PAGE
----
The Bootlegger and Baptist Coalition to Restrict Urban Growth
Earlier this month, Jacob Anbinder made a splash with a piece in The Atlantic charting the understudied rise of the anti-growth coalition which now thwarts growth in our most productive cities. As Anbinder recounts, the modern NIMBY coalition—a witch’s brew of incumbent property owners, preservationists, environmentalists, and leftists—is an anachronism, a holdover from an age of urban renewal throwing up urban freeways and “growth machines” leveling neighborhoods. In high-cost cities from Boston to Los Angeles, some version of this NIMBY coalition dictates development policy. But what explains their effectiveness?
One way to approach this question is through a concept that economists call “bootleggers and Baptists.” Originally coined by economist Bruce Yandle, the concept attempts to explain how bad rules emerge and persist. As told by Yandle, political coalitions can often produce strange bedfellows. Support for any given regulation might come from groups that earnestly believe that a particular policy is the right thing to do. But an equally important—and wholly distinct—source of support may be those with a financial stake in the regulation. In the messy world of politics, the coalitions that form behind policies may thus have nothing in common.
The strange name for the concept comes from the politics of blue laws restricting alcohol sales on Sunday, which Yandle deploys to elucidate the concept: on the one hand, their most vocal support came from Baptists, who opposed all alcohol sales, but particularly sales on Sunday. On the other hand, a more subtle variety of support—especially of the financial variety—came from bootleggers, who personally benefit from restrictions on legal alcohol sales. Though these two groups may otherwise have absolutely nothing in common, they nonetheless manage to build a rock-solid coalition around the issue of restricting alcohol sales on Sunday.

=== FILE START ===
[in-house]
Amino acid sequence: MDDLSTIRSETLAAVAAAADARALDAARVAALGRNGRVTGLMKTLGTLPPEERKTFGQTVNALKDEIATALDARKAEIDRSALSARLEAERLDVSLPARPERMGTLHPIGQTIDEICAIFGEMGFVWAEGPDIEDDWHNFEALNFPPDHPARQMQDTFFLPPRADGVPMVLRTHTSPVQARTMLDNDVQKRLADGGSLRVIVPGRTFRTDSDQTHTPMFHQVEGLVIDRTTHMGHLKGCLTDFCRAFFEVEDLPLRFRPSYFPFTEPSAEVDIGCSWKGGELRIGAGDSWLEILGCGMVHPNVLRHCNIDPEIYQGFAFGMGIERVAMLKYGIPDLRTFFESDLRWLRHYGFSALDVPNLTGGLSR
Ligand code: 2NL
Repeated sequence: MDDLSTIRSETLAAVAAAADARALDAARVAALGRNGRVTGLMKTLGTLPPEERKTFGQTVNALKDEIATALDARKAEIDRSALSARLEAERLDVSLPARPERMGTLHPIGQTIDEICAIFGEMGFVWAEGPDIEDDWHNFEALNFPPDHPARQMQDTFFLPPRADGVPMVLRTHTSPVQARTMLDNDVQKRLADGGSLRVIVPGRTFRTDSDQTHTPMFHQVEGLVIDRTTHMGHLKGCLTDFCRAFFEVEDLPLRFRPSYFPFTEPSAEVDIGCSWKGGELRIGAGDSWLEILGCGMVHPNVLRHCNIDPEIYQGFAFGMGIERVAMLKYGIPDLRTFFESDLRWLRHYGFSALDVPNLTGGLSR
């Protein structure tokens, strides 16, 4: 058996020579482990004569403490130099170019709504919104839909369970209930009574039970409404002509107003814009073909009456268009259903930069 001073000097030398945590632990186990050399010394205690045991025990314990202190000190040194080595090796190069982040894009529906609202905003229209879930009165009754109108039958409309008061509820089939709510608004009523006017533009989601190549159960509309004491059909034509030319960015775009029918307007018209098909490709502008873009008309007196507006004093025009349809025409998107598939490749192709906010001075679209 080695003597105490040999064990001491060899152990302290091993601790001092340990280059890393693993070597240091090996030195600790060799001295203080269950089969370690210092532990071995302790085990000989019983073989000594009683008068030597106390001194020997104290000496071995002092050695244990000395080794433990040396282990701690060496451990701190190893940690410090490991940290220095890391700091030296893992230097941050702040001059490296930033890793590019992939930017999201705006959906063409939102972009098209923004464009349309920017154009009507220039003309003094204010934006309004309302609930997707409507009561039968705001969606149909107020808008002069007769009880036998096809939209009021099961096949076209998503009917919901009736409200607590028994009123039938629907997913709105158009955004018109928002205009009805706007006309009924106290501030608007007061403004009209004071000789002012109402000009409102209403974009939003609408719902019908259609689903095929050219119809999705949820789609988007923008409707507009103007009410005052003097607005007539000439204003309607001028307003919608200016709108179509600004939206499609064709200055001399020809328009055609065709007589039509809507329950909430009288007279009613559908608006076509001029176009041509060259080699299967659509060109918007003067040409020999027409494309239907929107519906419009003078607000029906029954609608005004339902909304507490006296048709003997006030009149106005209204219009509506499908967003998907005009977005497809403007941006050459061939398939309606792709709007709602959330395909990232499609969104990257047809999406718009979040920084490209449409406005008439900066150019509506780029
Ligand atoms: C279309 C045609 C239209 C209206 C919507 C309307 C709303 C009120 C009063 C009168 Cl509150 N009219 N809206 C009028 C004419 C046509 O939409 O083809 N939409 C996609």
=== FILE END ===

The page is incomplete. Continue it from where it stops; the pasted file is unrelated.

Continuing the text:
As I have written about before here at New Urbs, there are certain obvious “bootleggers and Baptists” applications when it comes to thwarting urban growth. On the “Baptist” side, there are environmentalists and preservationists—potentially well-meaning groups who have a bad habit of reflexively opposing new infill development. By casting new housing as a threat to open space or pretty buildings, they give NIMBY politics a sympathetic gloss. On the “bootlegger” side, you have incumbent property owners who have a vested interest in stopping growth. After all, housing scarcity is to their benefit, to the extent that it increases demand for a scarce asset they possess. The result is a powerful coalition behind perpetuating an artificial scarcity of urban neighborhoods, with the former providing the sentimental gloss and grassroots activism and the latter bringing the political donations and votes.
Housing is doubly tricky though, in that incumbent property owners often play the role of both bootlegger and Baptist. Of course, their bootlegger status is fairly straightforward. But since incumbent property owners are typically homeowners, things quickly get complicated. For starters, homeowners often run the very environmental and preservation groups which provide their financial interests with moral cover, guiding these groups away from their original goals and toward an agenda of suppressing urban growth. It’s a trend first explored by planning scholar Bernard Frieden in the Bay Area in the 1970s.
Worse yet, these homeowners ironically often elicit sympathy through their status as incumbent property owners. As researchers have noted, institutions of public input heavily favor “neighborhood defenders,” or existing residents—generally unrepresentative of the town—who are set on keeping things as they are. The fact that an additional duplex here or a small apartment building there might conceivably moderate out local housing prices isn’t something to be hidden. On the contrary, fears related to reduced property values are often front and center in NIMBY appeals. In the topsy-turvy world of urban housing, the bootlegger’s appeal is the moral argument.
For the past five decades, this bootlegger-dominated alliance has been remarkably effective in locking the American city in amber at its least functional. The good news is that it’s starting to break down. With much of urban America in a state a crisis—whether of excessive demand or insufficient demand—the times are changing. Combining an eclectic bench of communitarian conservatives, enlightened environmentalists, free-market libertarians, and social justice-focused progressives—along with the occasional developer or employer—the politics have never looked better for a pro-urban-growth agenda. But will it be enough to turn the tide?
Nolan Gray is a professional city planner and an affiliated scholar with the Mercatus Center at George Mason University. This New Urbanism series is supported by the Richard H. Driehaus Foundation. Follow New Urbs on Twitter for a feed dedicated to TAC’s coverage of cities, urbanism, and place.